It's the little things

The big things:

For the past few weeks, we’ve been working on YNAB Pro version 2.5. Our beta testers have been diligently hammering on it, and now we think we’re less than two weeks away from a public release.  I’m excited about this release for two reasons.  The first reason is that we’ve added some cool new features:

  • You can add notes to categories and budget cells on the budget screen.  Now when you need to remember why you had to budget an extra $50 this month in the gifts category, you can make a note that it was for your spouse’s birthday.
  • You can transfer money from one account to another really easily.
  • You can bulk-categorize transactions.  (This is especially helpful when you import transactions)
  • When you download a file to be imported from your bank’s website, YNAB Pro will automatically start and initiate the importation process.  (No more hunting around for the file)
  • And a few more…

The little things:

In addition to the features however, I’m probably more excited about the “little things” that we’ve changed.  When you think of a program or a web page that you really like to use – one that just seems to “get it,” – chances are that program acts the way you expect it to.  I don’t just mean that it has the features you expect.  I mean that when you click on something, or hit a key, or hover over a certain part of the screen, it does exactly what you expect.  In fact, it probably does so many things that you expect, you don’t even think about it.  To prove my point it might be easier to think about the last web page or software you used that you didn’t like.  Chances are it almost never did what you expected.  It doesn’t take many mouse clicks in software like this before you’re ready to give up and you might not even be sure why!  All you know is that you feel frustrated.

When we developed YNAB Pro originally, we tried to pay attention to a lot of “little” things because we know they add up!  Every time we asked the question, “What should the software do there?”, we tried to answer by saying, “Well, what would I want and expect it to do?”  I think we did a pretty good job with this, and consequently, I think YNAB Pro is pretty enjoyable to use.  That belief is reinforced by our fans, but after spending every workday with the software for the past few weeks, I started noticing some little things that we didn’t do right or that we missed:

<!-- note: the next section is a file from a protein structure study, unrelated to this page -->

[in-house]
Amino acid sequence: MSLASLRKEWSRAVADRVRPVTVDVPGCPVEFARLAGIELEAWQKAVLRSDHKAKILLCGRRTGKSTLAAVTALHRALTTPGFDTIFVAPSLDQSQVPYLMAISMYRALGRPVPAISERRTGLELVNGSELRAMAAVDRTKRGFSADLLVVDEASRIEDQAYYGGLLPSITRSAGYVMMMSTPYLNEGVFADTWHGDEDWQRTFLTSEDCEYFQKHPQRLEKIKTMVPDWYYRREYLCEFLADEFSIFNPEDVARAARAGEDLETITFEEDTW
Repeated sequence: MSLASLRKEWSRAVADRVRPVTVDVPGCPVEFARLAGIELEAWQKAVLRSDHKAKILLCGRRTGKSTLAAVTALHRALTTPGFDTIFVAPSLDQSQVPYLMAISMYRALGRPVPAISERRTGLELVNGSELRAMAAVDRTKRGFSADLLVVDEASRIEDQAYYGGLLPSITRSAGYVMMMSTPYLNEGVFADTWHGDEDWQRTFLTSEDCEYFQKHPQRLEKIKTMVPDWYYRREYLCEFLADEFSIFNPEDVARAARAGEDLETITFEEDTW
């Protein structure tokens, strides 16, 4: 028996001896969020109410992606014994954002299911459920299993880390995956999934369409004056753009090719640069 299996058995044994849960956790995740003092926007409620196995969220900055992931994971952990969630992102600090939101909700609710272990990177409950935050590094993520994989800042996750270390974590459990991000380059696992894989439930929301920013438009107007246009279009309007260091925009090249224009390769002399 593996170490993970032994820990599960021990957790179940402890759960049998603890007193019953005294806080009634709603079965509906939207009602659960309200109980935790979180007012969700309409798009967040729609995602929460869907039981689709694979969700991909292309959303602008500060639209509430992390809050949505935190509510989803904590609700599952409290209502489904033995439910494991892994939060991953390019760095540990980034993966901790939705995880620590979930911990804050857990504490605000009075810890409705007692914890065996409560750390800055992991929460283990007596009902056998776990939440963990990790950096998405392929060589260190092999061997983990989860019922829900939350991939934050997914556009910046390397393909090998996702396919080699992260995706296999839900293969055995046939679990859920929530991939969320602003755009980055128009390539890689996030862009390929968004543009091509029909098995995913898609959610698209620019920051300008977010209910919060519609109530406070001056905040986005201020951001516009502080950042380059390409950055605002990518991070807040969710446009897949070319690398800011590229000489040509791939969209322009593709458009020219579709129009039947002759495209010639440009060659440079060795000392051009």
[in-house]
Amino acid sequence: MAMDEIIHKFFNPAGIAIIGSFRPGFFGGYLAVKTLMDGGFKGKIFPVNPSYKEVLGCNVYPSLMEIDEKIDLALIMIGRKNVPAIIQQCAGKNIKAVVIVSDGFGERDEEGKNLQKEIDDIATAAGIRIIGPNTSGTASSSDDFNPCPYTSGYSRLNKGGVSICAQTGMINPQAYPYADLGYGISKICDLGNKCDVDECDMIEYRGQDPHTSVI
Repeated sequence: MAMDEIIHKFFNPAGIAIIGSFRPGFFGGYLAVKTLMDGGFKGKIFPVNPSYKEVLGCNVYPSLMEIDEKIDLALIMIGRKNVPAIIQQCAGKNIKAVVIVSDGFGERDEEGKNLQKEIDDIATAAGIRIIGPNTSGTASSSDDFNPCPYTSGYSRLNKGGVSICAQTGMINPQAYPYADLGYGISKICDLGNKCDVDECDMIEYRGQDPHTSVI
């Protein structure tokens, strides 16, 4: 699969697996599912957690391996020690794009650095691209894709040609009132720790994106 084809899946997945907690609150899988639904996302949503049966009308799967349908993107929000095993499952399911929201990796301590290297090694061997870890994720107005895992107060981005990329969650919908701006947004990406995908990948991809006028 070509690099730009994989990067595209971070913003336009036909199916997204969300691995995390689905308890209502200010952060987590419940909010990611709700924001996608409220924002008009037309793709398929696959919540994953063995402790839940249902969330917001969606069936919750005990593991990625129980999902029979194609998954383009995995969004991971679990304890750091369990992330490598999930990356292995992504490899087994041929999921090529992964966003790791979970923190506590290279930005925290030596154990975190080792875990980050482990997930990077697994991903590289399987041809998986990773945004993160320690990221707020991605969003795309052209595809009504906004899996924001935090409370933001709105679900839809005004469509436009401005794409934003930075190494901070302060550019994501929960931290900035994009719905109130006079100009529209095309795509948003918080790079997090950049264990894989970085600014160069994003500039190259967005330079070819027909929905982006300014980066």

• “Wait, that took too many clicks.”
  • “Why is that taking so long?”
  • “Ugh – that feels sluggish!”
  • “Wait, that’s not what I expected”
  • And a few more…

Now that I’m full time, I’ve got time to really dig in and investigate when I see YNAB Pro do something I don’t expect, even if it seems like a “little thing”.  There are over 100 features, fixes, and changes in this next release, and a lot of them fall in the “little thing” category.  My guess is that you won’t even consciously notice most of them.  Hopefully you’ll just think, “Wow, I really like this new version,” even if you can’t say why.  But let me give you a hint:

  • It’s much faster and more responsive – Loading is faster, clicking around is faster, renaming categories is faster…you get the idea
  • There are fewer mouseclicks required to begin editing a cell in the register once the transaction is selected
  • You can reorder the account tabs just by dragging them around
  • Payee entry is not case-sensitive anymore (Typing “yn” and hitting tab will select “YNAB” instead of changing it to say “ynAB”)
  • All of the right-click menus just disable items that are invalid instead of hiding them.  This makes the menu much more predictable and discoverable
  • And trust me, the list does go on…

You can expect to get your hands on this release very soon, and we can’t wait to hear what your favorite “little” change is.  Many of these changes were a direct result of people telling us about them on our forums, so if we left something out, and YNAB Pro isn’t doing what you want or expect, let us know!

YNAB for Lazy People

I use the term lazy only for headline punch. You are all very hard-working individuals. :)

No, actually it’s because of this article: “Budgeting for Lazy People” written by Dayana Yochim over at the Fool.

Here are some tips if you’re just feeling lazy about YNAB (either starting or continuing).

Use Fewer Categories

I am on a quest to get our categories down to eight. Right now we’re somewhere around 35! I’ve been whittling almost every time we use the budget (which is now almost exclusively on Sunday evenings, unless of course I’m betatesting).